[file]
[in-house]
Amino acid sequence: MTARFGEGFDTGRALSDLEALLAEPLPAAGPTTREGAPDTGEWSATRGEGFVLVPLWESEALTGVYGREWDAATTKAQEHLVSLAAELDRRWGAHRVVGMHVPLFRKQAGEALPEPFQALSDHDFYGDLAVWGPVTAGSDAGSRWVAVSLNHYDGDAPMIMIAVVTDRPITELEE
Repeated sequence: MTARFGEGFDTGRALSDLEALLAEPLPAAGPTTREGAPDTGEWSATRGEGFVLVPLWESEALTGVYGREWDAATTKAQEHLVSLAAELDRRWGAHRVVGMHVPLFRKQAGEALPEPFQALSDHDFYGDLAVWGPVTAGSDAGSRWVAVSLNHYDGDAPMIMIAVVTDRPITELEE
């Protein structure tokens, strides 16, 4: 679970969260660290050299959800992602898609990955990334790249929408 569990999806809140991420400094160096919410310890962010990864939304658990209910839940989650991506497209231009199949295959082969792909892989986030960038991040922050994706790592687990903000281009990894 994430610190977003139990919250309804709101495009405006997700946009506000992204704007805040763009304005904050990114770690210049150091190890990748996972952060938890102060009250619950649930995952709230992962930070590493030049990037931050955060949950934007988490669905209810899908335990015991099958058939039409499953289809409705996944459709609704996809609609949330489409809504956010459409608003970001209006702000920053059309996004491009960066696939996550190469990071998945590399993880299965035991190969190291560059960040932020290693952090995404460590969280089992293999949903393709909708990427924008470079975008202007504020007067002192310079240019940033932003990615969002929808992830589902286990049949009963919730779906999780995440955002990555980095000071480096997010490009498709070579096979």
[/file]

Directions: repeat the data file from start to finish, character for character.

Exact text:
[in-house]
Amino acid sequence: MTARFGEGFDTGRALSDLEALLAEPLPAAGPTTREGAPDTGEWSATRGEGFVLVPLWESEALTGVYGREWDAATTKAQEHLVSLAAELDRRWGAHRVVGMHVPLFRKQAGEALPEPFQALSDHDFYGDLAVWGPVTAGSDAGSRWVAVSLNHYDGDAPMIMIAVVTDRPITELEE
Repeated sequence: MTARFGEGFDTGRALSDLEALLAEPLPAAGPTTREGAPDTGEWSATRGEGFVLVPLWESEALTGVYGREWDAATTKAQEHLVSLAAELDRRWGAHRVVGMHVPLFRKQAGEALPEPFQALSDHDFYGDLAVWGPVTAGSDAGSRWVAVSLNHYDGDAPMIMIAVVTDRPITELEE
């Protein structure tokens, strides 16, 4: 679970969260660290050299959800992602898609990955990334790249929408 569990999806809140991420400094160096919410310890962010990864939304658990209910839940989650991506497209231009199949295959082969792909892989986030960038991040922050994706790592687990903000281009990894 994430610190977003139990919250309804709101495009405006997700946009506000992204704007805040763009304005904050990114770690210049150091190890990748996972952060938890102060009250619950649930995952709230992962930070590493030049990037931050955060949950934007988490669905209810899908335990015991099958058939039409499953289809409705996944459709609704996809609609949330489409809504956010459409608003970001209006702000920053059309996004491009960066696939996550190469990071998945590399993880299965035991190969190291560059960040932020290693952090995404460590969280089992293999949903393709909708990427924008470079975008202007504020007067002192310079240019940033932003990615969002929808992830589902286990049949009963919730779906999780995440955002990555980095000071480096997010490009498709070579096979």